An office created to oversee the acquisition of new jet fighters is pressing the Department of National Defence to start afresh on its F-35 Lightning purchase and consider whether Canada needs to buy a different plane.
It’s not an option the military or the Prime Minister’s Office relish discussing publicly as Ottawa refines its strategy for dealing with fallout from the Auditor-General’s hard-hitting report on the $25-billion purchase.
But the question is circulating within a new secretariat that is now riding herd on the acquisition process that is being housed at Public Works and managed by deputy ministers from that department as well as Industry Canada and National Defence.
A senior federal official familiar with the workings of the secretariat said that the hope is that National Defence will see the benefits of starting from scratch to address public concern that the military selected the F-35 without considering alternatives.
So far, National Defence has shown no interest in budging from Lockheed Martin’s F-35, with officials there suggesting the only thing that would derail the purchase would be a sharp increase in cost.
In a sign of internal divisions, high-ranking government executives outside National Defence are urging the department at least to consider other options as a way to demonstrate that it really selected the best plane.
“If the military were smart, they would do it themselves, unsolicited,” one senior official said. “There seems to be an overwhelming public appetite to ask why [the government is]asking for this capability, and to be involved in a consideration of whether we should continue.”
That would mean re-examining the Conservative defence policy statement that underpins the decision to pick the F-35: the 2010 document that calls for a “next generation fighter.”
The Harper government promised on April 3 to hit the reset button on the F-35 purchase, but much of a seven-point plan it unveiled to address criticisms in the Auditor-General’s spring 2012 report amount to ensuring it has clear cost information and sharing it with Canadians.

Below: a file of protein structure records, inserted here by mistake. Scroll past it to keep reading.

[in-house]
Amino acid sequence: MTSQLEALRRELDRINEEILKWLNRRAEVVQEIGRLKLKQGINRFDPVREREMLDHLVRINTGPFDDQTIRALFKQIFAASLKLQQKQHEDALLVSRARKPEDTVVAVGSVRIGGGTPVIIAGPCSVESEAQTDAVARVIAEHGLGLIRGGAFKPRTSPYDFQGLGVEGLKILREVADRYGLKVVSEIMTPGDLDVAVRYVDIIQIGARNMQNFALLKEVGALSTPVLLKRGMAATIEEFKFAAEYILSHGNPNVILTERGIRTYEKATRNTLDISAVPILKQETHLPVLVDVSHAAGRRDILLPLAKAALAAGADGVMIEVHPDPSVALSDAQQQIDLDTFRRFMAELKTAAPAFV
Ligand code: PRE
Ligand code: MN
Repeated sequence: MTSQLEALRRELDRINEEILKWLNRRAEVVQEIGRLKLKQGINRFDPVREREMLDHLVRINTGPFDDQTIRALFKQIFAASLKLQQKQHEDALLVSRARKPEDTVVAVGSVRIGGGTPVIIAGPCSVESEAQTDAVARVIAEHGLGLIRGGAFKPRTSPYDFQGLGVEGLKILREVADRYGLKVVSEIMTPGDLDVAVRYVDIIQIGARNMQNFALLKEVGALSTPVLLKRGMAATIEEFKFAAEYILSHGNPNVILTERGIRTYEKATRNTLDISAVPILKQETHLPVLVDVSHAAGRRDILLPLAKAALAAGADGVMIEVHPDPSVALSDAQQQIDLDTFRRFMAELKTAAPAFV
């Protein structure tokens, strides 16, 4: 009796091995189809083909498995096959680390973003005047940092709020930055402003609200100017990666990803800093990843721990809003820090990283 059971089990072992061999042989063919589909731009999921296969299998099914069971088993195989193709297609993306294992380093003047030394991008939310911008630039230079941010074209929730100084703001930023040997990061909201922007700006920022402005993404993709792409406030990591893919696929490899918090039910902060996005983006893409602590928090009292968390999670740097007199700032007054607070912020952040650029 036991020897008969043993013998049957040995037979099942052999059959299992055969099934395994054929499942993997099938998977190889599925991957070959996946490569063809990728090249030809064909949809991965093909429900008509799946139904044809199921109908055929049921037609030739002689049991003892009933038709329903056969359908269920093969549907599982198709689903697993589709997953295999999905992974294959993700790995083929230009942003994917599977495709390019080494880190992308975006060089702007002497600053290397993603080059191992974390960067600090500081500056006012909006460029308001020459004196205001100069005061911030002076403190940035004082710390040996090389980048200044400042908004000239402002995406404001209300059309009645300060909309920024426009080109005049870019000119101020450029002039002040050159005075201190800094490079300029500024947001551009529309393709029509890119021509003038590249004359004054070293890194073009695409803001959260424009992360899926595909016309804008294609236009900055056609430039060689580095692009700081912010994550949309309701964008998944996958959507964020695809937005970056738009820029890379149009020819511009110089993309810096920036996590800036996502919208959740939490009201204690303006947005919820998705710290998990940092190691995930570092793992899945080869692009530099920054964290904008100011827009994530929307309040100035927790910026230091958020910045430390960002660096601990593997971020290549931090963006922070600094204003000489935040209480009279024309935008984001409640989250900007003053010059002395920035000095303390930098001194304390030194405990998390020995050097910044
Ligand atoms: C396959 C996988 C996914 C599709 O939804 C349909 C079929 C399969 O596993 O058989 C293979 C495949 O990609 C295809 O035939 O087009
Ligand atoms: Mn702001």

The government’s plan was vague on whether Ottawa would genuinely start the acquisition anew and entertain alternative procurements – saying only that that it would “continue to evaluate options” for a 21st century fighter.
National Defence signed on to the F-35 program in 2006, and the government effectively etched the acquisition in stone in 2008 with its Canada First Defence Policy, which determined that the U.S.-built jet was the only option to replace the military’s CF-18s.
Philippe Lagassé, an expert on military procurement at the University of Ottawa, said the government’s response to the Auditor-General’s report will be meaningless if the defence policy is not on the table.
“Will the secretariat receive a mandate to continue with the F-35 acquisition, or will it be asked to re-evaluate the entire process?” Mr. Lagassé said in an interview.
The ideal situation, he said, would be for National Defence to launch a cost-benefit analysis that could outline for Canadians the price of various aircraft in relation to their capabilities.
He said the government should entertain competing bids before selecting an aircraft.
“The government should call on the Canadian Forces to rewrite the [statement of operational requirements for the new jets]to allow for other aircraft to enter into a competition,” Mr. Lagassé said.
The Prime Minister’s Office isn’t ready to address whether Canada must consider other aircraft.
The first order of business, it says, is to obtain reliable figures on the cost of the F-35.
“First things first. We have to get a proper accounting of where we are,” said Andrew MacDougall, director of communications for the Prime Minister’s Office.
“We’re not going to get into hypotheticals.”
At the public accounts committee of the House last week, Auditor-General Michael Ferguson did not specifically reject sole-sourcing the F-35 contract, nor did he state that Ottawa had to launch a competition.